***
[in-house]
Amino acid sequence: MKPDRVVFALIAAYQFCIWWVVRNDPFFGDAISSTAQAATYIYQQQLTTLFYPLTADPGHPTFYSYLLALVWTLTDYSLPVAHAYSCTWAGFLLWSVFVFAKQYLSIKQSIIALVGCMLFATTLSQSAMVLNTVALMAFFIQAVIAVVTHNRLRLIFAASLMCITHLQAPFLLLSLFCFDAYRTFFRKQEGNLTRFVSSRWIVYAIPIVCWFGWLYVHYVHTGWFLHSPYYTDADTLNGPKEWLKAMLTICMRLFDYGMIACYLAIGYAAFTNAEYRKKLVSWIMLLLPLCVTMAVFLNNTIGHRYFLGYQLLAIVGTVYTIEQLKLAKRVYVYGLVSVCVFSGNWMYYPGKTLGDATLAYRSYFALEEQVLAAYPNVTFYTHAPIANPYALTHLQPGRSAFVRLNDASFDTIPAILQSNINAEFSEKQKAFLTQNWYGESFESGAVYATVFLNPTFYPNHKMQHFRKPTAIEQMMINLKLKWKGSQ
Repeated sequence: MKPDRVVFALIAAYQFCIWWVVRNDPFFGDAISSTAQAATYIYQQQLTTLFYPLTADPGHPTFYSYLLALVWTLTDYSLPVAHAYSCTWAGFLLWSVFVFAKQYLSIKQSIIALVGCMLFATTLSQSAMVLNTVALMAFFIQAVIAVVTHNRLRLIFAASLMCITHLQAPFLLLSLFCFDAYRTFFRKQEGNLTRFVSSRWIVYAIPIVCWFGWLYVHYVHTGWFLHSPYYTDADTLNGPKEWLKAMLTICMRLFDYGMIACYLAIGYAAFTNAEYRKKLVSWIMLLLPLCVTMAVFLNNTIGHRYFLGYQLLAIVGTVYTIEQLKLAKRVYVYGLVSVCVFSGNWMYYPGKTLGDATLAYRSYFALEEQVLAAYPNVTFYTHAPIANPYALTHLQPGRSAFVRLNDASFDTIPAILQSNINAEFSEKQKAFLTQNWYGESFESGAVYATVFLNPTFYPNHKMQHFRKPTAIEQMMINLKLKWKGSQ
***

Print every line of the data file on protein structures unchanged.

[in-house]
Amino acid sequence: MKPDRVVFALIAAYQFCIWWVVRNDPFFGDAISSTAQAATYIYQQQLTTLFYPLTADPGHPTFYSYLLALVWTLTDYSLPVAHAYSCTWAGFLLWSVFVFAKQYLSIKQSIIALVGCMLFATTLSQSAMVLNTVALMAFFIQAVIAVVTHNRLRLIFAASLMCITHLQAPFLLLSLFCFDAYRTFFRKQEGNLTRFVSSRWIVYAIPIVCWFGWLYVHYVHTGWFLHSPYYTDADTLNGPKEWLKAMLTICMRLFDYGMIACYLAIGYAAFTNAEYRKKLVSWIMLLLPLCVTMAVFLNNTIGHRYFLGYQLLAIVGTVYTIEQLKLAKRVYVYGLVSVCVFSGNWMYYPGKTLGDATLAYRSYFALEEQVLAAYPNVTFYTHAPIANPYALTHLQPGRSAFVRLNDASFDTIPAILQSNINAEFSEKQKAFLTQNWYGESFESGAVYATVFLNPTFYPNHKMQHFRKPTAIEQMMINLKLKWKGSQ
Repeated sequence: MKPDRVVFALIAAYQFCIWWVVRNDPFFGDAISSTAQAATYIYQQQLTTLFYPLTADPGHPTFYSYLLALVWTLTDYSLPVAHAYSCTWAGFLLWSVFVFAKQYLSIKQSIIALVGCMLFATTLSQSAMVLNTVALMAFFIQAVIAVVTHNRLRLIFAASLMCITHLQAPFLLLSLFCFDAYRTFFRKQEGNLTRFVSSRWIVYAIPIVCWFGWLYVHYVHTGWFLHSPYYTDADTLNGPKEWLKAMLTICMRLFDYGMIACYLAIGYAAFTNAEYRKKLVSWIMLLLPLCVTMAVFLNNTIGHRYFLGYQLLAIVGTVYTIEQLKLAKRVYVYGLVSVCVFSGNWMYYPGKTLGDATLAYRSYFALEEQVLAAYPNVTFYTHAPIANPYALTHLQPGRSAFVRLNDASFDTIPAILQSNINAEFSEKQKAFLTQNWYGESFESGAVYATVFLNPTFYPNHKMQHFRKPTAIEQMMINLKLKWKGSQ